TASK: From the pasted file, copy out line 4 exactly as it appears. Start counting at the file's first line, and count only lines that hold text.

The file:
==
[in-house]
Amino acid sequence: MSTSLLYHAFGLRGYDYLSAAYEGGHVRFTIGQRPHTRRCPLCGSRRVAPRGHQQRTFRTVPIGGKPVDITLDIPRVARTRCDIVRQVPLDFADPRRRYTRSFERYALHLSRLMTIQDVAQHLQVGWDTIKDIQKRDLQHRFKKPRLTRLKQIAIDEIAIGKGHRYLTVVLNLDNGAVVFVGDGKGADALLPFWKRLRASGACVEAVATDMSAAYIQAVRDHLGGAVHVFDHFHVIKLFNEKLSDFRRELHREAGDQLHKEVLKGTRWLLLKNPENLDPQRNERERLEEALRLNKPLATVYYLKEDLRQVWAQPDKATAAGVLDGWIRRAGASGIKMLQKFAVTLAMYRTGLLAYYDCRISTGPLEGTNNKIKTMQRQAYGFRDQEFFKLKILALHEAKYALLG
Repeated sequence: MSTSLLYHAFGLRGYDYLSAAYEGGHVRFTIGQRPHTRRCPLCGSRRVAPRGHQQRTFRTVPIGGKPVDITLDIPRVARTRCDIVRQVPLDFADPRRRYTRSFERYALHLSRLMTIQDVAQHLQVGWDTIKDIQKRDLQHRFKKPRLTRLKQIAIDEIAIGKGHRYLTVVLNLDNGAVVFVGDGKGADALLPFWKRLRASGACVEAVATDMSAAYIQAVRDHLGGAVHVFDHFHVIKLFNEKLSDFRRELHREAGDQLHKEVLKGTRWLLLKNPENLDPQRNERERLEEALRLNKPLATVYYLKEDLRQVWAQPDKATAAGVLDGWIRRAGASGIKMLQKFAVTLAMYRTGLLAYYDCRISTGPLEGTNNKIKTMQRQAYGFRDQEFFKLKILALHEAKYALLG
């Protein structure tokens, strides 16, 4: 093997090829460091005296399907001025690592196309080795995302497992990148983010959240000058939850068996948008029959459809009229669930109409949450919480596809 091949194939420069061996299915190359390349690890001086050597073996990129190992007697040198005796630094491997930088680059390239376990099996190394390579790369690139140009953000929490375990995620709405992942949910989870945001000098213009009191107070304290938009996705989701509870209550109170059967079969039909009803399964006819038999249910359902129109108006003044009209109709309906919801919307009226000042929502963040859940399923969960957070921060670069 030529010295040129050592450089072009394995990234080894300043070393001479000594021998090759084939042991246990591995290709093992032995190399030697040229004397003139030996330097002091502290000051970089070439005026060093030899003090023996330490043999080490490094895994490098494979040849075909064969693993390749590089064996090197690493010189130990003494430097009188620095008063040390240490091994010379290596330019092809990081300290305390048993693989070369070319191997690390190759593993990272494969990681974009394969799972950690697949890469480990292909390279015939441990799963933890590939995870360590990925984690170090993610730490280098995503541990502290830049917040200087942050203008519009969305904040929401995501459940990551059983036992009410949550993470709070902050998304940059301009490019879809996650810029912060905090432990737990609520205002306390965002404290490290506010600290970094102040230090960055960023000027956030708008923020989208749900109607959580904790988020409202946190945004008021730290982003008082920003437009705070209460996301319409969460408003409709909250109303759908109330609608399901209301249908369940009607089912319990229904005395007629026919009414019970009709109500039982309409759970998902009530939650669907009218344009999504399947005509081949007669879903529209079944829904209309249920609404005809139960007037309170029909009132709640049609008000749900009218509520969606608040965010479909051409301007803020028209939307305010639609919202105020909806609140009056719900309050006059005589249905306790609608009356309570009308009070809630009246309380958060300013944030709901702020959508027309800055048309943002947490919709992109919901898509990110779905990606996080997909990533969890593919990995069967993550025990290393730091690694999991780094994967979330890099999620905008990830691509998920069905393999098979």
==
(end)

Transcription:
């Protein structure tokens, strides 16, 4: 093997090829460091005296399907001025690592196309080795995302497992990148983010959240000058939850068996948008029959459809009229669930109409949450919480596809 091949194939420069061996299915190359390349690890001086050597073996990129190992007697040198005796630094491997930088680059390239376990099996190394390579790369690139140009953000929490375990995620709405992942949910989870945001000098213009009191107070304290938009996705989701509870209550109170059967079969039909009803399964006819038999249910359902129109108006003044009209109709309906919801919307009226000042929502963040859940399923969960957070921060670069 030529010295040129050592450089072009394995990234080894300043070393001479000594021998090759084939042991246990591995290709093992032995190399030697040229004397003139030996330097002091502290000051970089070439005026060093030899003090023996330490043999080490490094895994490098494979040849075909064969693993390749590089064996090197690493010189130990003494430097009188620095008063040390240490091994010379290596330019092809990081300290305390048993693989070369070319191997690390190759593993990272494969990681974009394969799972950690697949890469480990292909390279015939441990799963933890590939995870360590990925984690170090993610730490280098995503541990502290830049917040200087942050203008519009969305904040929401995501459940990551059983036992009410949550993470709070902050998304940059301009490019879809996650810029912060905090432990737990609520205002306390965002404290490290506010600290970094102040230090960055960023000027956030708008923020989208749900109607959580904790988020409202946190945004008021730290982003008082920003437009705070209460996301319409969460408003409709909250109303759908109330609608399901209301249908369940009607089912319990229904005395007629026919009414019970009709109500039982309409759970998902009530939650669907009218344009999504399947005509081949007669879903529209079944829904209309249920609404005809139960007037309170029909009132709640049609008000749900009218509520969606608040965010479909051409301007803020028209939307305010639609919202105020909806609140009056719900309050006059005589249905306790609608009356309570009308009070809630009246309380958060300013944030709901702020959508027309800055048309943002947490919709992109919901898509990110779905990606996080997909990533969890593919990995069967993550025990290393730091690694999991780094994967979330890099999620905008990830691509998920069905393999098979």